Leading politicians of all hues anointed with the auspicious Avurudu oil are moving to the New Year, taking them to new challenges in national and party politics, and facing the realities of a unity government having members seated both in the Government and Opposition.
The prorogation of Parliament, coming after many years when this tradition was ignored or was not required by the realities of day-to-day politics and governance, did bring about some quiet and helped give a bigger focus to Avurudu festivities. The departure of President Maithripala Sirisena to the UK for the Commonwealth Heads of Government Meeting also brought some calm to what could have been a period of heated political debate in the context of the jolting developments in post-No Confidence politics.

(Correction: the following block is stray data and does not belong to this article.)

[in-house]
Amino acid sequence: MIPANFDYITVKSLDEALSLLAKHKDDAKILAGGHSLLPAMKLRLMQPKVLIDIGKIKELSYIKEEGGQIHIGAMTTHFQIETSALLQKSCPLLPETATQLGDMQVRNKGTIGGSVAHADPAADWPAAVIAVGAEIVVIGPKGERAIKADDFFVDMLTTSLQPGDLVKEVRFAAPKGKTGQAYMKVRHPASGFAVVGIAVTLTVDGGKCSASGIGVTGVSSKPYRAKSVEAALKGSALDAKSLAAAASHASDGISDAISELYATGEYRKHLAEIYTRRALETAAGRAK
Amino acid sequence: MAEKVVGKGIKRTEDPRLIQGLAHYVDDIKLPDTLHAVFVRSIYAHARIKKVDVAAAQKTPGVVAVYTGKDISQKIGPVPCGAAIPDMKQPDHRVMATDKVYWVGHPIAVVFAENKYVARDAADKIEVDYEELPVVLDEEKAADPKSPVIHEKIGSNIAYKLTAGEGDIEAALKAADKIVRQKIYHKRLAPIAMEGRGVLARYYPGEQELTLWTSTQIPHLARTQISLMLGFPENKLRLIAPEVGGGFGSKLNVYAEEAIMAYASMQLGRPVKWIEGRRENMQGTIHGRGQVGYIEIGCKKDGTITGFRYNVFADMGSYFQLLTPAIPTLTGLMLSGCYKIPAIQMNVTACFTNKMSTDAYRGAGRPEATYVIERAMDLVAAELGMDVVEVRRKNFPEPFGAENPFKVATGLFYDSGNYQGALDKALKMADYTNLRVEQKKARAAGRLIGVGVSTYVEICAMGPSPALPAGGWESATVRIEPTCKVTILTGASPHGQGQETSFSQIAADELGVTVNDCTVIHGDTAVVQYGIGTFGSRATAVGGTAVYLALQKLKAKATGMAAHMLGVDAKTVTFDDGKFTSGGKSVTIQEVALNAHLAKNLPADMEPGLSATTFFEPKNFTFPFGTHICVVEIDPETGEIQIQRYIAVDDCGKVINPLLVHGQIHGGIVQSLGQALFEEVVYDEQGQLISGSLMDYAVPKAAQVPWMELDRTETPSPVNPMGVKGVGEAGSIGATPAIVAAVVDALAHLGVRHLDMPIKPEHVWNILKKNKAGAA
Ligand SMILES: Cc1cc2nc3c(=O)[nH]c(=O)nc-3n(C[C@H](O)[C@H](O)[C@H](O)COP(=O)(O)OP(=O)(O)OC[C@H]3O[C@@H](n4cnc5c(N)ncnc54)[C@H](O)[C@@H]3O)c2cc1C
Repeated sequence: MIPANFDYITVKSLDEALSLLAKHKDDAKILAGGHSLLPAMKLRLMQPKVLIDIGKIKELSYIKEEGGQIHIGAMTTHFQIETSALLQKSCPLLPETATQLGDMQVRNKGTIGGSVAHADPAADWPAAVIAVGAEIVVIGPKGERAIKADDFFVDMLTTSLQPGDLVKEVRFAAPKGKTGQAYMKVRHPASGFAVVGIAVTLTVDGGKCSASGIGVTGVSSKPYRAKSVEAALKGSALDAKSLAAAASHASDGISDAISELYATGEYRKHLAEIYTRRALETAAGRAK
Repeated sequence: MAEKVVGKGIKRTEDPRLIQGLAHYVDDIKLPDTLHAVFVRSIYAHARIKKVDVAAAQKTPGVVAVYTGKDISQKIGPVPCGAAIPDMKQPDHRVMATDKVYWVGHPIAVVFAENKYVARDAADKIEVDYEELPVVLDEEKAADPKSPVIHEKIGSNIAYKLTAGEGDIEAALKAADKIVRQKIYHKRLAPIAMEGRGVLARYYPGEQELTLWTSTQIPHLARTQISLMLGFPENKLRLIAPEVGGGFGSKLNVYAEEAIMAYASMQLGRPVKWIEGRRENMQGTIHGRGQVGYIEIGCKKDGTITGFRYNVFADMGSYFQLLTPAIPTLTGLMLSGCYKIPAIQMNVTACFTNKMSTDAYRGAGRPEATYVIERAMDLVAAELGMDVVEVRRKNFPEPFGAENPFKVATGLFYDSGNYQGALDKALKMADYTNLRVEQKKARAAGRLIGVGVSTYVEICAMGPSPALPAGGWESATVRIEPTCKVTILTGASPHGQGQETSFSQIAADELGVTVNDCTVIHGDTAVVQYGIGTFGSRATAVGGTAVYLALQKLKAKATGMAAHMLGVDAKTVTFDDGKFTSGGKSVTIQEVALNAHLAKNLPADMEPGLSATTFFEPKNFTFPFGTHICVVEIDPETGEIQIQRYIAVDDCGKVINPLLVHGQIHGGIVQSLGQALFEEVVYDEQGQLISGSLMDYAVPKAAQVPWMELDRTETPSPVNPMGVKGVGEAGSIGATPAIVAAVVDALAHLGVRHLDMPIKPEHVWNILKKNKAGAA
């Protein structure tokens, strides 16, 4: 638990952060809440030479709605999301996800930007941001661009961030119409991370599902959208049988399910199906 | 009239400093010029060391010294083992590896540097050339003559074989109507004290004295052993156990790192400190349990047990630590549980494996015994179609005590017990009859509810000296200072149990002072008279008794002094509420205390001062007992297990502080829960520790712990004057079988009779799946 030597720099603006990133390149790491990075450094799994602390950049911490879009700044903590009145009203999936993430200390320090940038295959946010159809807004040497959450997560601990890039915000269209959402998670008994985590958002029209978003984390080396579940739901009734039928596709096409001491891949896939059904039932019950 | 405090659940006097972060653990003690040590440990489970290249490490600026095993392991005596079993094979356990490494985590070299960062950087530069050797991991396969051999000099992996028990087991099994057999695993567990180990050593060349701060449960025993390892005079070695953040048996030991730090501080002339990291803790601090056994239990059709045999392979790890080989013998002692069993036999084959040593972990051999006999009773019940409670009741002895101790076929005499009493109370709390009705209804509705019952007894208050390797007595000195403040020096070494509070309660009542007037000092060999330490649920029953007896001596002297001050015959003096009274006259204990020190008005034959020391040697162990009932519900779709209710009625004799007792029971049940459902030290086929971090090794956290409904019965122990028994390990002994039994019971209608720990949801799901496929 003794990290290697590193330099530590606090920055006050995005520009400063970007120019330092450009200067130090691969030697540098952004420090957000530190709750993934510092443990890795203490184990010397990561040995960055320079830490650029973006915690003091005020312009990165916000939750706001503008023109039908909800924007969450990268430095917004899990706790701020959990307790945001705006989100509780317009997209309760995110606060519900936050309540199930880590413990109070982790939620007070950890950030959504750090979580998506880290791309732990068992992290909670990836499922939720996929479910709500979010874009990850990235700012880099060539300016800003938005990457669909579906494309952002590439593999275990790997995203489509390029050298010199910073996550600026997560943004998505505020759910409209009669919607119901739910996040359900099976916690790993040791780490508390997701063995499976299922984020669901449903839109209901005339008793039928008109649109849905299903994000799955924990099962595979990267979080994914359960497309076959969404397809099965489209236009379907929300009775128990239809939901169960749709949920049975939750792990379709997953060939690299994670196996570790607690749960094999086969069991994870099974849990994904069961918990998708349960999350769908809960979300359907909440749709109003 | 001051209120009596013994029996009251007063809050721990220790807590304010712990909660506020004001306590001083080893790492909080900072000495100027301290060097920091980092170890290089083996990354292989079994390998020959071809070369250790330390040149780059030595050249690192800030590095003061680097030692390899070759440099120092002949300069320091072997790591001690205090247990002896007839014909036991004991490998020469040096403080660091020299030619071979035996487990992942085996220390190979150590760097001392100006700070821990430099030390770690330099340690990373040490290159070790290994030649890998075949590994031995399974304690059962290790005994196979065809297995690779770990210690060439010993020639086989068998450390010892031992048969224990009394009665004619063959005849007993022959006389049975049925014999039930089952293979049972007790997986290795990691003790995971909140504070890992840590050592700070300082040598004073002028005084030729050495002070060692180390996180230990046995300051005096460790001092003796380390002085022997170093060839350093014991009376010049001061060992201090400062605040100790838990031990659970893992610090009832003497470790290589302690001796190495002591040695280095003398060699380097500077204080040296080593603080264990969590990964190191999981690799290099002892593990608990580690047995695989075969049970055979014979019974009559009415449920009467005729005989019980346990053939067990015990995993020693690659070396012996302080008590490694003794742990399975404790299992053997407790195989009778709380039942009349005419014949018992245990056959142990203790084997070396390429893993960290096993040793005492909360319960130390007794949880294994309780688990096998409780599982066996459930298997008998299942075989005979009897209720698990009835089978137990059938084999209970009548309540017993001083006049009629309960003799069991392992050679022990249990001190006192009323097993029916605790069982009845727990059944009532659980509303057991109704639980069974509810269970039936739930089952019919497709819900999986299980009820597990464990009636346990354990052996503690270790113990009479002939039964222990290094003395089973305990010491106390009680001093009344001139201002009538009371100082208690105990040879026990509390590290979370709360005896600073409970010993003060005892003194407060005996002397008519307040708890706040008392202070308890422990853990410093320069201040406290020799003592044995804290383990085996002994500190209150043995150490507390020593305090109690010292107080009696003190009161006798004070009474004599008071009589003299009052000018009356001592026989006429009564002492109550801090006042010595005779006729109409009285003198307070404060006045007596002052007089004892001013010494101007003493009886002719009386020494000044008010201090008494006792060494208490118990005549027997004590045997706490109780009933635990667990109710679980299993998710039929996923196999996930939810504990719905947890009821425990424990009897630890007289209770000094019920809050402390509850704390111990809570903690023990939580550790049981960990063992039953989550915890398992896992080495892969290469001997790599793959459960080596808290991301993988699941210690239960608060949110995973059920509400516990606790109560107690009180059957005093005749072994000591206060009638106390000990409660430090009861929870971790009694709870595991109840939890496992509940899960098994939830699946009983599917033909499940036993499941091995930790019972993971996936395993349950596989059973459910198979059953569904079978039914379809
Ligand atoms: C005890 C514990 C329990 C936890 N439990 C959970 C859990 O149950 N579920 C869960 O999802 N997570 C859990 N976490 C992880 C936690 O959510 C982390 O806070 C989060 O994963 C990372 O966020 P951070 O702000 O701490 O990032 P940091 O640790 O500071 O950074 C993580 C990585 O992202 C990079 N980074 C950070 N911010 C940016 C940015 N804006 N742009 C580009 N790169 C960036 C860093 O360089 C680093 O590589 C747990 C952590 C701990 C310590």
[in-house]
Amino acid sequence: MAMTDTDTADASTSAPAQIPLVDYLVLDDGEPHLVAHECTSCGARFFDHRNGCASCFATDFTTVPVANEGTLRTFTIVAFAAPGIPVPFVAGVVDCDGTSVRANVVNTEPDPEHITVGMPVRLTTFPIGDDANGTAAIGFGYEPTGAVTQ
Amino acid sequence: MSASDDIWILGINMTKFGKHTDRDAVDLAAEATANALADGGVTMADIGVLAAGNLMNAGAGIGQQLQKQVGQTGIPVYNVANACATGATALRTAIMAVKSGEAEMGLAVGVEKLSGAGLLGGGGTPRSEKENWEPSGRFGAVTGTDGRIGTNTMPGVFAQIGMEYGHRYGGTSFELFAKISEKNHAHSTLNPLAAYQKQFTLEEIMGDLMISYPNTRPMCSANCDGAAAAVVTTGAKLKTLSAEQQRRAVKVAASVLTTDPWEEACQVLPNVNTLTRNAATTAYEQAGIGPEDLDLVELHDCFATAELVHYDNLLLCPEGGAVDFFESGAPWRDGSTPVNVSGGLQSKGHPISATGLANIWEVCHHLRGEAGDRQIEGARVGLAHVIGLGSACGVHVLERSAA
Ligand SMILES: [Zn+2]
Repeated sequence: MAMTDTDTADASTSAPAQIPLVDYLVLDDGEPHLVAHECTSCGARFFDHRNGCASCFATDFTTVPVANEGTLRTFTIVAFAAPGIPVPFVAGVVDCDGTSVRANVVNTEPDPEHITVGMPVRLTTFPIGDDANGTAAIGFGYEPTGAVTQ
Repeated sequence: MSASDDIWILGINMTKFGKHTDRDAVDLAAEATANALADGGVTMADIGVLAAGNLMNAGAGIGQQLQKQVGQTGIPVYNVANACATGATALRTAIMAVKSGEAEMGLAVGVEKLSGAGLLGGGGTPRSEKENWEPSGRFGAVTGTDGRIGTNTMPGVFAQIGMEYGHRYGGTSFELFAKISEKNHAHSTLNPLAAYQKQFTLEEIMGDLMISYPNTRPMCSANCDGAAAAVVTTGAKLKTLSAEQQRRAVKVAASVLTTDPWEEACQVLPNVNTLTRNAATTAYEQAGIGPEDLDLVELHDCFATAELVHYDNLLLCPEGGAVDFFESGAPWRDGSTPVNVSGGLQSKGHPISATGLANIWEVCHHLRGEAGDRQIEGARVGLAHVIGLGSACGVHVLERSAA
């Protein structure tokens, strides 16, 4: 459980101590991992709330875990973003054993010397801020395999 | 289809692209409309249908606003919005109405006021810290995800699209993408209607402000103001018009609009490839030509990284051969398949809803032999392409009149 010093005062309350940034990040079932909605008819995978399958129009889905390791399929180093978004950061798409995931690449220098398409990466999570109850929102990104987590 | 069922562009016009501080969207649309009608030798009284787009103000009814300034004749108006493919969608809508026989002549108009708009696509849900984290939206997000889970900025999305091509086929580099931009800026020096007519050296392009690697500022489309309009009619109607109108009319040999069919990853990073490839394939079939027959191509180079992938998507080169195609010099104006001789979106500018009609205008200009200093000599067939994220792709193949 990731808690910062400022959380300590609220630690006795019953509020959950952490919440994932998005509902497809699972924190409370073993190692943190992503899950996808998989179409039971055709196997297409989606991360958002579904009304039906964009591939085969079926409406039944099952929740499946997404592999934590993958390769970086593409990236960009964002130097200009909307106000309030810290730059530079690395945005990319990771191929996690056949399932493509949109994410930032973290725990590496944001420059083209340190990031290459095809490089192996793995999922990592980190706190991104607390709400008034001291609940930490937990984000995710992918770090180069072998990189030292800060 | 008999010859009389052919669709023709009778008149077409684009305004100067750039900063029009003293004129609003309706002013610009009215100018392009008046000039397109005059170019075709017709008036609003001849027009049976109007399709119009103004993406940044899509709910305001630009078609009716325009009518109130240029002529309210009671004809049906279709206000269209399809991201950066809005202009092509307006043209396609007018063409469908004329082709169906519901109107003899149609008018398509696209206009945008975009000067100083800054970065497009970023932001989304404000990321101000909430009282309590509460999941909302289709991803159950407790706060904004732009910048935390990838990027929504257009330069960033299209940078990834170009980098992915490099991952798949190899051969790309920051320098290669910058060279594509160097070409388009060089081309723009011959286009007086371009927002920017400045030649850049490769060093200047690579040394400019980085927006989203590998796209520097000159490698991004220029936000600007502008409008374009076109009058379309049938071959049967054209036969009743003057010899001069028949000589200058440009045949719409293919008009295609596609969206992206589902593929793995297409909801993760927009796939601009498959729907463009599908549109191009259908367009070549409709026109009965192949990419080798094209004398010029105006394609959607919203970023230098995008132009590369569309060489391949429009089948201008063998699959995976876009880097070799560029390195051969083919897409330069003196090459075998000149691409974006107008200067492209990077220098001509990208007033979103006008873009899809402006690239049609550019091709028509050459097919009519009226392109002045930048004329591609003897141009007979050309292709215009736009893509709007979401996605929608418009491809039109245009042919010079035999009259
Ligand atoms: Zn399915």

As the crackers, rabana rhythms and pillow fights of Avurudu celebrations move away, we move to the politics of a new reality where the Unity Government has to take urgent measures to face up to division in its ranks, particularly the situation within the SLFP, the lesser partner of government, which party is led by the Head of Government, President Sirisena. It was certainly a time of mockery of the traditions of parliamentary propriety when the 16 members, including Cabinet members, who voted for the NCM against the Prime Minister did not resign from the Cabinet, but wanted the approval of the President and their party leader to do so. In keeping with the declared commitment to parliamentary democracy, the choice was one of even delayed decency, and the group had to resign.
They will now sit in the Opposition benches in Parliament, but have stated they will not be part of the Joint Opposition (JO), and will continue to support the President from their new seats in the House.